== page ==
An incident can take many forms. It can look like a small issue that locks a few customers out of their accounts or a huge catastrophe that brings down your entire product for a full day. How you respond to the incident should vary based on the impact of the incident. And that’s where severity comes into play.
Defined severity levels are crucial to any good incident management program. They quickly get responders and stakeholders on the same page on the impact of the incident, and they set expectations for the level of response effort — both of which help you get to fixing the problem faster.
Because incidents vary so widely by organization, implementing severity levels for a new incident management program can be difficult. In this post, we’ll give you a starting point for defining your severity levels and some tips on how to make them your own.
Establish a starting point
Severity definitions should be in plain language. You want them understood and used by every member of an organization, not only engineering. Without easily understood definitions, you’ll see severity applied inconsistently across incidents, which can potentially confuse the response.
There are varying ways to define severities — for example, some teams include a SEV0 to indicate an absolute catastrophe — but I say take the KISS approach (keep it simple to start) and use a SEV1 to SEV3 range. The definitions below can serve as a base for you to adapt to your organization.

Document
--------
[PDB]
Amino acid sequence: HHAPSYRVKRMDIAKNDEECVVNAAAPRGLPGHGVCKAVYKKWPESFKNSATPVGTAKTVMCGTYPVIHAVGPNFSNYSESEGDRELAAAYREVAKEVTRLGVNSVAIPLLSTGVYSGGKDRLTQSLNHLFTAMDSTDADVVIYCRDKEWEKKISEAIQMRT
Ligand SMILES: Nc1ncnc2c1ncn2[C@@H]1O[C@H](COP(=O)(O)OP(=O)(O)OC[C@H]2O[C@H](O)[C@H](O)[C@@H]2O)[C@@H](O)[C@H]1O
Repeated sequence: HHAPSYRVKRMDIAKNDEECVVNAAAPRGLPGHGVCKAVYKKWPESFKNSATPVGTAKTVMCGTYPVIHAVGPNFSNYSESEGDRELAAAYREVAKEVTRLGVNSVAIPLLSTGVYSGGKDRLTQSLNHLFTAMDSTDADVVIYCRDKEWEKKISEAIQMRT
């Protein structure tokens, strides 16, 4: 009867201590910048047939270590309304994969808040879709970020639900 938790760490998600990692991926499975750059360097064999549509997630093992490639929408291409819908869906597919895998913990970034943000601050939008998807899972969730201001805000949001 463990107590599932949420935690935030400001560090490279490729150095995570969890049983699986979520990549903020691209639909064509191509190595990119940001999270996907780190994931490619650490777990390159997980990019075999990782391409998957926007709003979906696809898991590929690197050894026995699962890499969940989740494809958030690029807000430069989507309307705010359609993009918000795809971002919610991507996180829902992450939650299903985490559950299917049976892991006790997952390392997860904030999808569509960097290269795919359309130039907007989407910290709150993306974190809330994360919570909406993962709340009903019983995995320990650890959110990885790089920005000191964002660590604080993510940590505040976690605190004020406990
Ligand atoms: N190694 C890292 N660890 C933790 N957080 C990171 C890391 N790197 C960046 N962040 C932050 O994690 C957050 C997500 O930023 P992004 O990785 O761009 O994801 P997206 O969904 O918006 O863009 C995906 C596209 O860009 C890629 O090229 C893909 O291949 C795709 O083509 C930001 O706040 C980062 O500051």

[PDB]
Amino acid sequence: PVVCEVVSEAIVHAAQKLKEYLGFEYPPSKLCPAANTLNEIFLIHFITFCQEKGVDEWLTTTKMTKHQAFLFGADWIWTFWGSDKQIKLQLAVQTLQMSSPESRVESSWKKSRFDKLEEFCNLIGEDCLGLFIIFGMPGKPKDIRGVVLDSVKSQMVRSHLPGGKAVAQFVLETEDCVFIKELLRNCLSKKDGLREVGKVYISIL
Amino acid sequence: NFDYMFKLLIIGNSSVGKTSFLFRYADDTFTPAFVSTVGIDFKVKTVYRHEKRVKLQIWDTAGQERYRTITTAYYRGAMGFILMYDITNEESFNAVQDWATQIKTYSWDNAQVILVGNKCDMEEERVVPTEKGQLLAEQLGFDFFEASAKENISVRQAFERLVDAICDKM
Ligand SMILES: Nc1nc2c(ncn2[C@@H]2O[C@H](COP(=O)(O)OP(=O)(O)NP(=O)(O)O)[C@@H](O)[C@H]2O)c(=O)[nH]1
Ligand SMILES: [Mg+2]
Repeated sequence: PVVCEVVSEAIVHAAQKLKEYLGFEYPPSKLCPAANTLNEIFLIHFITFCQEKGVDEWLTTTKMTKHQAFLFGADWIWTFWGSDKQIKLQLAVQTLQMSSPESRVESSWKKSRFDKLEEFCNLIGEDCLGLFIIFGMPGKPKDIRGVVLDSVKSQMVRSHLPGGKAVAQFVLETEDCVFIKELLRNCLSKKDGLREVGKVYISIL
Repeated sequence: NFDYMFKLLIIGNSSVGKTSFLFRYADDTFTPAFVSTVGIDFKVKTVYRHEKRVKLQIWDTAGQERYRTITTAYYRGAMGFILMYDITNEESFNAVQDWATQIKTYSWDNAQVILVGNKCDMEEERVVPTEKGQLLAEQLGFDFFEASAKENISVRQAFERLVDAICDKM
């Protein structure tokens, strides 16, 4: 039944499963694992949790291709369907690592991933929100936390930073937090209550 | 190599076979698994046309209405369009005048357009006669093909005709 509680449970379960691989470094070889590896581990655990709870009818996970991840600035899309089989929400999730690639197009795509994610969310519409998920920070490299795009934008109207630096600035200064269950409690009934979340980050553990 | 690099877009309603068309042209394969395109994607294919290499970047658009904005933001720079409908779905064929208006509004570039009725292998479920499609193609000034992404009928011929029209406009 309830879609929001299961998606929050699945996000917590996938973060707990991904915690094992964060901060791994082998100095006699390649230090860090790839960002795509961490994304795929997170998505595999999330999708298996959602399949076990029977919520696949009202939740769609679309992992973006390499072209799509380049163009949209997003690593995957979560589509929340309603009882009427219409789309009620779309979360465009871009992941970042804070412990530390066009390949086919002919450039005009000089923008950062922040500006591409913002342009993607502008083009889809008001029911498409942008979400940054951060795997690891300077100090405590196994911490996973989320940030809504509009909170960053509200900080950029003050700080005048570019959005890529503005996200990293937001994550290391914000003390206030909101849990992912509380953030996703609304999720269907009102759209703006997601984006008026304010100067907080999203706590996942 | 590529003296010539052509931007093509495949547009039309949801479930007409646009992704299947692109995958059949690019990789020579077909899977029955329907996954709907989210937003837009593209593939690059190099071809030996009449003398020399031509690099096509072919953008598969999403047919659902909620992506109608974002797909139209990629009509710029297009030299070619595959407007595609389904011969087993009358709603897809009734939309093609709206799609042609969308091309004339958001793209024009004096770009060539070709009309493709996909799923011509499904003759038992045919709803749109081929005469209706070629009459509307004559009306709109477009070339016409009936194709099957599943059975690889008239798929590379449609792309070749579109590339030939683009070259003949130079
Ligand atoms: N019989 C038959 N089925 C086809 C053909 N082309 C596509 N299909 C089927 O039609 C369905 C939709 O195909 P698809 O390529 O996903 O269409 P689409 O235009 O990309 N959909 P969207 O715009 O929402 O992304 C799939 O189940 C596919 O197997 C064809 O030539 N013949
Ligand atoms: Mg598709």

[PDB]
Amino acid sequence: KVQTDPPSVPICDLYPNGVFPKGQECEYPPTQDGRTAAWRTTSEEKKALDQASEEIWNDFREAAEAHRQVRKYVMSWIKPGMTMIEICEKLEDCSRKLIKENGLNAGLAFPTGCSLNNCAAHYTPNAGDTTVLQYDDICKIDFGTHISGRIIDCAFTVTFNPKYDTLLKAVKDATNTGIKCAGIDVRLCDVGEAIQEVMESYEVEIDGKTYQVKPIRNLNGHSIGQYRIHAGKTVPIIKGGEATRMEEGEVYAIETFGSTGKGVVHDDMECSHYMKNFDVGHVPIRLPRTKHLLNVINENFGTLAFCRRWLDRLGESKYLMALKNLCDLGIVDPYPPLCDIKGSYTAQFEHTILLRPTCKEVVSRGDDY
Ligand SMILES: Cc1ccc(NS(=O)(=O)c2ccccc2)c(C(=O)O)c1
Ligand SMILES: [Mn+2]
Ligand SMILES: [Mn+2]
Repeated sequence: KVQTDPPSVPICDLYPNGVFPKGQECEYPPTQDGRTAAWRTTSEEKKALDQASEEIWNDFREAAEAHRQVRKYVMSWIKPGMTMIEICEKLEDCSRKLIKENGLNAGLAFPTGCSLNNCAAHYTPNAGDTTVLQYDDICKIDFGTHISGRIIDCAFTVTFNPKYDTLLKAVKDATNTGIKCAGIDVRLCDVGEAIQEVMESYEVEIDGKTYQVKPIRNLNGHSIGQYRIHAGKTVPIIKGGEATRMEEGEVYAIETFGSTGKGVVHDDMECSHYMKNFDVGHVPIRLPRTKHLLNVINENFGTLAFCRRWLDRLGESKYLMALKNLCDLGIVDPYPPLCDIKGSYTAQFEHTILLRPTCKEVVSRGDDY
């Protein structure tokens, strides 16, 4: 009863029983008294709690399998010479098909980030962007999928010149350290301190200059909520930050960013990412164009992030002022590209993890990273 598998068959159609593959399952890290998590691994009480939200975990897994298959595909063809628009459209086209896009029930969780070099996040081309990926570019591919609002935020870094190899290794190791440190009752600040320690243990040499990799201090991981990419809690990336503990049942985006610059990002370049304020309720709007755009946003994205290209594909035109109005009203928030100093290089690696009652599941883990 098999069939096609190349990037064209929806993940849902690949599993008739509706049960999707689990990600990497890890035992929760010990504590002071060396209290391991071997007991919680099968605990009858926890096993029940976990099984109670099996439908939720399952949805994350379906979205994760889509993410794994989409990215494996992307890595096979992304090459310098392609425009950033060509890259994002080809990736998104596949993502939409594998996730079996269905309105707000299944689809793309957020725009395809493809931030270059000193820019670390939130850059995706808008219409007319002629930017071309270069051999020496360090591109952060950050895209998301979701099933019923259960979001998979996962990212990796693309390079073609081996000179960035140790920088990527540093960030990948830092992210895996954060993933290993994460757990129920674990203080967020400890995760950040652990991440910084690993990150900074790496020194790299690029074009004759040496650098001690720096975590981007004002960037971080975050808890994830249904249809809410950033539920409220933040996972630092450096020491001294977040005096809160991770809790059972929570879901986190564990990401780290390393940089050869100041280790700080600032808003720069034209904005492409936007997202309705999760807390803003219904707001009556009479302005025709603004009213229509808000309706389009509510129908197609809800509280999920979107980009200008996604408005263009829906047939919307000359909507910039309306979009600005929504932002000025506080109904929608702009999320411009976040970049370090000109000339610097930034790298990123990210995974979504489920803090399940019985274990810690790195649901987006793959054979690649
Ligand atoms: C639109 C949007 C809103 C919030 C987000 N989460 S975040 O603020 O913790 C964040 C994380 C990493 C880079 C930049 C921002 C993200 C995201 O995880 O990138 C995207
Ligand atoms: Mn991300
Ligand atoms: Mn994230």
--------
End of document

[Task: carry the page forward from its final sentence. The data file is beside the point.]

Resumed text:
SEV1: No customer can use most or all of a product or service. Most pages in our product are not loading or displaying an error message. Data corruption or loss has occurred or will occur. Loss of revenue is happening or imminent.
SEV2: Primary product functionality is severely impacted and unusable. Customers are unable to utilize a common feature to its fullest ability. Data may not be displayed as expected but not lost. There is no workaround for customers.
SEV3: Some customers (not all) are receiving intermittent errors on product pages or cannot use the product in possibly obscure ways. The product may be loading slowly or partially (missing images), and there is a workaround that customers can use.
As you learn more about your systems and see your response process in action, you’ll adapt these definitions and make them your own. Let’s walk through a few things to consider during this iterative journey.
The impact on customers
The ultimate measure of an incident is its impact on customers. Generally speaking, the higher the impact on your customer, the higher the severity of the incident.
When thinking about defining severity levels, it’s paramount to understand how you define uptime for your customers and take any contractual obligations, like customer-facing SLAs into consideration. Breaching an SLA often has punitive impacts on your organization and, more importantly, will surely lead to a poor customer experience. Your SLAs help you set a danger zone: the more your product gets to a state approaching SLA breach, the higher the severity of an incident.
If you don't yet have SLAs in place, think about worst-case scenarios for your customers. For example, your scale of impact might go from not being able to use your product at all to missing website elements that don't impact experience.